Successful and Beneficial Green Infrastructure
Most people are familiar with “gray” water infrastructure — the hard, concrete and metal pipes, holding tanks, pumps, water tunnels, and treatment plants. These systems play a key role in managing drinking water, wastewater and combined-sewer systems.
“Green” infrastructure is a newer approach to stormwater management that mimics nature by capturing stormwater so it can either be reused or seep into the ground where it falls, rather than flowing into underground sewer and storm pipes. Methods for stormwater capture include rain gardens, pervious pavement, planted swales, and storage containers such as cisterns and rain barrels. Green-infrastructure features can help reduce stress on water systems and can provide good local jobs, as well as making the communities where they’re installed healthier and more beautiful.
Both gray and green infrastructure are important components of water infrastructure systems statewide. Communities with combined sewer systems in particular will be evaluating gray- and green-infrastructure approaches to come up with the best combination that meets regulatory requirements cost-effectively and in a manner that provides tangible community benefits.
Mainstreaming Green Streets in New Jersey: Policy Recommendations for State Government
The Jersey Water Works Green Infrastructure Committee developed state-level policy recommendations to make green streets a mainstream practice in New Jersey based on research and discussion with key stakeholders including state agencies.
Factors Contributing to the Hydrologic Effectiveness of a Rain Garden Network (Cincinnati OH USA)
U.S. EPA researcher Bill Shuster and his co-authors recently published a paper titled, Factors Contributing to the Hydrologic Effectiveness of a Rain Garden Network (Cincinnati OH USA). The paper is one of two included in a special issue of Infrastructures that focuses on green infrastructure.
Infiltrative rain gardens can add retention capacity to sewersheds, yet factors contributing to their capacity for detention and redistribution of stormwater runoff are dynamic and often unverified. Over a four-year period, the team tracked whole-system water fluxes in a two-tier rain garden network and assessed near-surface hydrology and soil development across construction and operational phases. Overall, the study identified factors relevant to regulation of retention capacity of a rain garden network. These factors may be generalizable, and guide improvement of new or existing rain garden designs.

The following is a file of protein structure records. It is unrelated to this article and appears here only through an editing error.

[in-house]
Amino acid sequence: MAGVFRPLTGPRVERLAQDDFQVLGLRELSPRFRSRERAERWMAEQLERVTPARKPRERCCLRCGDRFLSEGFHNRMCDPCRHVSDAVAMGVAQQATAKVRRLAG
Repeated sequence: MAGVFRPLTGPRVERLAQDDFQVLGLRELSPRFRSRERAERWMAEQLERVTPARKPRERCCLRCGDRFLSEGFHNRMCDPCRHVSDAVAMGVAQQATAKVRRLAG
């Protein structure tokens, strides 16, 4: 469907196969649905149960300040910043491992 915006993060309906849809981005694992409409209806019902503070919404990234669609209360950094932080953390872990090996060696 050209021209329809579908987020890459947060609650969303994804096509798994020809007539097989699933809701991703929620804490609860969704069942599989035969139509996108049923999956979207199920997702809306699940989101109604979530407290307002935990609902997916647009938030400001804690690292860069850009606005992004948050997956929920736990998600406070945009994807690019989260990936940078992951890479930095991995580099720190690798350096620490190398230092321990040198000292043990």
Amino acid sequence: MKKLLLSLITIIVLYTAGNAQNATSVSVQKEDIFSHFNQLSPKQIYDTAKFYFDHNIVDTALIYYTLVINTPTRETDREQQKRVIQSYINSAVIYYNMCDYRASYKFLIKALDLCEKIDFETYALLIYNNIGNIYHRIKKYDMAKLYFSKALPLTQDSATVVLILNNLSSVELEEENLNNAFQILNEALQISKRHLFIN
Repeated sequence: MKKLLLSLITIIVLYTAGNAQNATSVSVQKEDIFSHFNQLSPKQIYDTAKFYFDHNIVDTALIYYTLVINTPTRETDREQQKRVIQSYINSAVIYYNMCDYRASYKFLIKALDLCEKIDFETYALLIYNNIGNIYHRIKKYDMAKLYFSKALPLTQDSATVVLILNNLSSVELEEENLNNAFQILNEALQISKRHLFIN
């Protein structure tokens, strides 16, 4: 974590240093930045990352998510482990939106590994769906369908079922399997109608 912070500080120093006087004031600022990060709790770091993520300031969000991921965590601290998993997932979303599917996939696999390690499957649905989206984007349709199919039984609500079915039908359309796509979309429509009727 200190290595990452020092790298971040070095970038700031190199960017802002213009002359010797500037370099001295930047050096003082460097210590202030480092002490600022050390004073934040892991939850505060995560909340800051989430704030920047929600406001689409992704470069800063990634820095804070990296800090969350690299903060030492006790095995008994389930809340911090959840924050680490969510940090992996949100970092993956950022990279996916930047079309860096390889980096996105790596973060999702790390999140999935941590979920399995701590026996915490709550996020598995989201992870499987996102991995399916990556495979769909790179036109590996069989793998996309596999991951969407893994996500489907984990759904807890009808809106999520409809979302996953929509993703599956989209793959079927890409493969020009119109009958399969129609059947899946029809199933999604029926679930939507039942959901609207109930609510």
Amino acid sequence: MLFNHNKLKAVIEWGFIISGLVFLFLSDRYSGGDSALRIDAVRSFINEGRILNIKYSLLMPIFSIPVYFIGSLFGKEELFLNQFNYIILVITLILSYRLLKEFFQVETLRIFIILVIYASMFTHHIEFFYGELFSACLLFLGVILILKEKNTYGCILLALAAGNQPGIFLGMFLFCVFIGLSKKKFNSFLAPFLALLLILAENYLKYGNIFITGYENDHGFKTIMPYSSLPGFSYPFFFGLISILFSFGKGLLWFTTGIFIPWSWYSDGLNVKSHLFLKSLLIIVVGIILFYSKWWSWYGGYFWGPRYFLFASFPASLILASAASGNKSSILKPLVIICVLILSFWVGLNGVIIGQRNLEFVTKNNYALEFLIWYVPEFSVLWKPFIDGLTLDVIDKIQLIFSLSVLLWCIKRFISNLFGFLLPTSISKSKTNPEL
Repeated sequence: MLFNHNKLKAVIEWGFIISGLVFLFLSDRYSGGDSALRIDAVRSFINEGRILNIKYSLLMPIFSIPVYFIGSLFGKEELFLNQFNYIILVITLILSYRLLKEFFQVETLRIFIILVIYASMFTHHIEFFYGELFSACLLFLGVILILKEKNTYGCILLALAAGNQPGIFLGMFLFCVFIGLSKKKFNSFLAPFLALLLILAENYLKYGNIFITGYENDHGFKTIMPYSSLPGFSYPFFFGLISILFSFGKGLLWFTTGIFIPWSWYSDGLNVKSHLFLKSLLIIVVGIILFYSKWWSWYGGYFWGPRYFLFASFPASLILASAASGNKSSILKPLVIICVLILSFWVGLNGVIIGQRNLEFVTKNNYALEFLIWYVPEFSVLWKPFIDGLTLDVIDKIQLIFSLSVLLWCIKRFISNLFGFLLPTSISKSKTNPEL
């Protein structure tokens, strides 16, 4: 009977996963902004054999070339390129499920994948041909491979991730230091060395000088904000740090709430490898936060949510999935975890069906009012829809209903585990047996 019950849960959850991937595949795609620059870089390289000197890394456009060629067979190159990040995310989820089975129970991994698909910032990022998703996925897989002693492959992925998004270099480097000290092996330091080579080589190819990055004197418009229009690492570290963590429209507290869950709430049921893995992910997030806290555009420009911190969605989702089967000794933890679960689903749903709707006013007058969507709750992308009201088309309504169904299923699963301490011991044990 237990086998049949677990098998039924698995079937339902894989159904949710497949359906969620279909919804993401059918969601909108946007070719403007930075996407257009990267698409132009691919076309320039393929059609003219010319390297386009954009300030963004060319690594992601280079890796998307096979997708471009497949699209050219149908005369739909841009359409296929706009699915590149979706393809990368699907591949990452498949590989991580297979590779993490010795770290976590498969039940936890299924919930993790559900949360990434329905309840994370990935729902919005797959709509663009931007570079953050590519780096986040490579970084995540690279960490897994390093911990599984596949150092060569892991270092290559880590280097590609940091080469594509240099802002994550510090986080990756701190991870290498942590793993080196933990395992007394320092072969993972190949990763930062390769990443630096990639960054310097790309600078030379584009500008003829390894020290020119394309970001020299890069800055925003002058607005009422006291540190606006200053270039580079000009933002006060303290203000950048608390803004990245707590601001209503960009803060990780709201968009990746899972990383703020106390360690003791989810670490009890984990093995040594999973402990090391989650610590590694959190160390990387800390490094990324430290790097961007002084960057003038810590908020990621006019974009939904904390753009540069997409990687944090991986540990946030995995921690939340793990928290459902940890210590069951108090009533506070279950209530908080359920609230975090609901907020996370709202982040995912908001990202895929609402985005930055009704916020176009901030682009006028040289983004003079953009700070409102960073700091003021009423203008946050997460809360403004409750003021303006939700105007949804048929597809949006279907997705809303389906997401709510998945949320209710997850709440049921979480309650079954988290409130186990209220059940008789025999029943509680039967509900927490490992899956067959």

Great Urban Parks Campaign Resources
The National Recreation and Park Association in cooperation with the American Planning Association and the Low Impact Development Center as part of the Great Urban Parks Campaign has produced a number of new resources on green infrastructure stormwater management in parks and on public lands. (Click link to access resources.)
These downloadable resources include:
- a Resource Guide to Planning, Designing and Implementing Green Infrastructure in Parks;
- three briefing papers;
- and four case studies organized by topic on green infrastructure projects in parks in Atlanta, Baltimore, Denver and Pittsburgh.
There are other resources including downloadable infographics, links to a webinar series on GI in parks, and related reports and articles about green infrastructure in parks. This suite of resources will be of interest to anyone working on green infrastructure stormwater management projects on public lands or in parks.
New Jersey A•I•M•S4
New Jersey Advanced and Integrated Menu of Strategies for Sustainable Sewer and Stormwater Systems (NJ A•I•M•S4)
This downloadable resource for sewer and stormwater infrastructure system managers, was developed by Jersey Water Works members to offer a menu of strategies for managing sewer and stormwater systems that achieve better results at lower cost. The guide is flexible, and seeks to offer options for a diverse range of communities and managers of sewer and stormwater infrastructure, who know their enterprise best and can assess the applicability, impact, affordability and political feasibility of each action.
The New Jersey A•I•M•S4 program includes:
- A Guide to Options for Effective Sewer and Stormwater Management; and
- A Strategy Checklist with action steps, methods, and resources from which communities, utilities or municipalities that own, maintain and operate sewer and stormwater infrastructure can select to improve cost efficiency, deliver better environmental and community benefits, track progress and link to resources; and
- A Crosswalk to NJDEP CSO Permit Requirements
Harvesting the Value of Water: Stormwater, Green Infrastructure, and Real Estate
This Urban Land Institute report analyzes the stormwater policy landscape and summarizes various real estate developments that have arisen in response. Real estate case studies from across the country demonstrate a range of stormwater policies, featuring management innovations as well as positive financial, operational or design outcomes.
Harvesting the Value of Water: Stormwater, Green Infrastructure, and Real Estate (Urban Land Institute)